Could have resulted in Gore being Prez, imagine where that would have led us! But the elctoral college, and the court, got Bush elected.


    I'm not arguing it would be a major step away from state's rights, just another step along the way of eroding those rights.
    You didn't answer the question though, taking your party favorite win out of the equation, what did the electoral college accomplish?

    How did the electoral college system work that prevented a popularly voted president from losing the election?

    Ignore who the actual candidates are, unless you're suggesting that the system is a stop-gap from having liberal POTUS candidates elected.
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    Quote Originally Posted by Captain Obvious View Post
    You didn't answer the question though, taking your party favorite win out of the equation, what did the electoral college accomplish?

    How did the electoral college system work that prevented a popularly voted president from losing the election?

    Ignore who the actual candidates are, unless you're suggesting that the system is a stop-gap from having liberal POTUS candidates elected.
    Thought I did, the electoral college give states a modicum of power over a populist, nationalist vote.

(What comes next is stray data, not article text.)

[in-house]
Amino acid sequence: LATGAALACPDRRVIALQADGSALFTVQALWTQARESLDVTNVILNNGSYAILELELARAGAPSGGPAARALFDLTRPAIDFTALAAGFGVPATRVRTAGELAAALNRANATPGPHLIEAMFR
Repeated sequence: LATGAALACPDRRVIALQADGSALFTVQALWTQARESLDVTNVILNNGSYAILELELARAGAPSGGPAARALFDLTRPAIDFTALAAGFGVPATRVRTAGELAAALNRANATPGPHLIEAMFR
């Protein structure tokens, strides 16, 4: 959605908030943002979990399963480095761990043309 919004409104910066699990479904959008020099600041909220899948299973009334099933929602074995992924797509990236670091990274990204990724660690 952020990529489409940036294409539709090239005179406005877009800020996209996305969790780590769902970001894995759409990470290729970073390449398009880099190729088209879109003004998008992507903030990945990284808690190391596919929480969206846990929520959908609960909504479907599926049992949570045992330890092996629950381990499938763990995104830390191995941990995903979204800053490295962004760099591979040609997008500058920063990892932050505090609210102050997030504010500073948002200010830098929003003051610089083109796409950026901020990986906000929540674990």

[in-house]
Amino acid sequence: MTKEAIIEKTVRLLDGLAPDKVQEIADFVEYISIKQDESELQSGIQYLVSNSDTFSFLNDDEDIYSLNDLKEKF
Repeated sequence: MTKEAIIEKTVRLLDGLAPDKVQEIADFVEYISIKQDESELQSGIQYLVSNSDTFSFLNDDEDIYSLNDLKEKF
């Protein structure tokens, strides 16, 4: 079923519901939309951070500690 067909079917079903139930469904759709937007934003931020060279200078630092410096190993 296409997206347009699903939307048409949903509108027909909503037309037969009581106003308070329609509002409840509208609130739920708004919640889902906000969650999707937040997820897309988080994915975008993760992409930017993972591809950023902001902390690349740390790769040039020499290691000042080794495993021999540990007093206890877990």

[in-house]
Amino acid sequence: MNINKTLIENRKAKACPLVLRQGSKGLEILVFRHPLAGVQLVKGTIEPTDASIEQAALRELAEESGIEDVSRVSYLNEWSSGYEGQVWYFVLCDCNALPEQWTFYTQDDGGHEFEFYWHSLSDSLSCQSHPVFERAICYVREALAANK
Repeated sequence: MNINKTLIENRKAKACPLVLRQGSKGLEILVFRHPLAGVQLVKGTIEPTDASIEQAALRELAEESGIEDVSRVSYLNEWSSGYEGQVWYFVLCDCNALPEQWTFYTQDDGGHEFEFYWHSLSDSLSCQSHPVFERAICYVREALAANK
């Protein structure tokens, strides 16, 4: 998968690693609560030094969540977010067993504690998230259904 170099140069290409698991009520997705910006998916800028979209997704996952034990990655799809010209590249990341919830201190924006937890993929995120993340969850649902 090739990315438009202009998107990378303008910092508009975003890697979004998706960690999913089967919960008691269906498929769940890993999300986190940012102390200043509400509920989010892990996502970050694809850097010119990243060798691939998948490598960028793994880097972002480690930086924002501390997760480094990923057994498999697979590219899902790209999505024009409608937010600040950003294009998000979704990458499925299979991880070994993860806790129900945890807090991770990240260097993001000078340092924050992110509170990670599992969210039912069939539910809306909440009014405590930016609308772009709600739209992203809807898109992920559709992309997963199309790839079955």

I don't see it as political one way or another. According to this, Electoral College vs. popular vote splits, it has favored Reps over Dems:
    1876: Republican Rutherford Hayes defeats Samuel Tilden by 185 to 184 in Electoral College despite a 254,235-popular-vote deficit.
    1888: Republican Benjamin Harrison defeats Democrat Grover Cleveland by 233 to 168 in Electoral College despite 90,596-popular-vote deficit.
    2000: Republican George W. Bush defeats Democrat Al Gore by 277 to 266 in Electoral College despite 543,895-popular-vote deficit.
    Remember, I'm the guy sees no difference between the duopolistic parties.

    To me it's simply a matter of where power resides, in the states, a federalist system, as it was designed, or the central government, a federal system, which changing it from electoral to popular wound nudge us toward.

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    Quote Originally Posted by Chris View Post
    Thought I did, the electoral college give states a modicum of power over a populist, nationalist vote.

    I don't see it as political one way or another. According to this, Electoral College vs. popular vote splits, it has favored Reps over Dems: